You will also undertake a Bridge Dissertation, one of the distinctive features of the English/History degree at York. The Bridge Dissertation invites students to undertake a research project that brings the study of English and History together, and is supervised by a member of staff in each department. This year-long advanced module offers you the chance to use all the research and writing skills you will have developed at York.
We are proud of our international outlook. If you’re also interested in studying abroad, there are a number of options both in the English-speaking world and in Europe.
Both the English and History Departments are ranked second overall in the UK for the quality of their research (REF 2014).
QS also ranks the Department of English and Related Literature and the Department of History among the best in the world. See for yourself:
In both English and History, you’ll learn through a programme of seminars, lectures, workshops, and one-to-one consultations. We emphasize small-group teaching, which means you’ll mainly be taught in seminars.
York’s English and History degree is renowned for its flexible and innovative approach.
The Department of English and Related Literature employs a variety of assessment methods, including group presentations and closed exams, but with a strong emphasis on essay writing. Your main mode of assessment will be essays, which will range from short exploratory exercises to more detailed discussions on a topic of your choice, to the 8,000-10,000-word bridge dissertation in your final year.
The Department of History also uses a variety of assessment methods. These include assessed essays from 2,000-4,000 words, closed exams, and open exams. You will complete a 3,000-word group project in your second year and an 8,000-10,000-word bridge dissertation in your third year.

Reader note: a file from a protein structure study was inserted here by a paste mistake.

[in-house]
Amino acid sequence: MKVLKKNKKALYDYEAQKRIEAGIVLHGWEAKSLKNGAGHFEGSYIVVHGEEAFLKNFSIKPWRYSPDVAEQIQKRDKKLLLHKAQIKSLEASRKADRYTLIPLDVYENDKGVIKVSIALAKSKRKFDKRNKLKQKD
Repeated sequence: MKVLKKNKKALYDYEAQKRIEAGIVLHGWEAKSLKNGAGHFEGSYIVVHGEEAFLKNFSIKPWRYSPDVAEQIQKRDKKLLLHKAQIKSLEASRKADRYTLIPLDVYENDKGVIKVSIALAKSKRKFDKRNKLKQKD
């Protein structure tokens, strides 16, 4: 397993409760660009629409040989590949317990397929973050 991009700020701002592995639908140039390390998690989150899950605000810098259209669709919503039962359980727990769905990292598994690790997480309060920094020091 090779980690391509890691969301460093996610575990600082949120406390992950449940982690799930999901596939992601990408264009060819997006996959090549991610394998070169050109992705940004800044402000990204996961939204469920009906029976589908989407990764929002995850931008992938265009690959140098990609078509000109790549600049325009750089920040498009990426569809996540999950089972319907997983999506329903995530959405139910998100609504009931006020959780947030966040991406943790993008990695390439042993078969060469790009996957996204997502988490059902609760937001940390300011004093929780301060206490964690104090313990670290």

Both departments offer high levels of feedback and ample opportunities for students to meet with staff to discuss their written work.
When looking at different universities, York offered me the best flexibility to study English and History together. I love the way the different modules intertwine.Emily
Studying English and History at York will provide you with numerous career possibilities. You’ll learn presentation, language, and critical thinking skills during your combined degree, and gain expertise in complex analysis and research. These skills suit a wide range of careers, from law and teaching to national and local government and the creative industries.
While at York I learned to read fast while absorbing key details and to express myself clearly. I learned to listen and to be generous when sharing ideas. I gained confidence and developed a more independent way of thinking.”Sarah Ward-Lilley
Head of International Bureaux, BBC News
All applications must be made through UCAS. We look for intellectual and literary curiosity, open-mindedness, and analytical ability.
Normally, only mature candidates and those with special circumstances and/or qualifications will have an interview. Interviews will usually be a half-hour conversation about your interests. We’ll also ask you to bring along some of your recent essays.
Scottish Highers / Advanced Highers
D3, D3, D3, including D3 in English and History
Access to HE
36 points, with 6 in all Higher Level subjects, including History and English
Irish Leaving Certificate
AAAAAB, including A1 in English and History
85 overall, including 85 in English and History
Our English language requirements for international applicants can be found on our Entry Requirements page.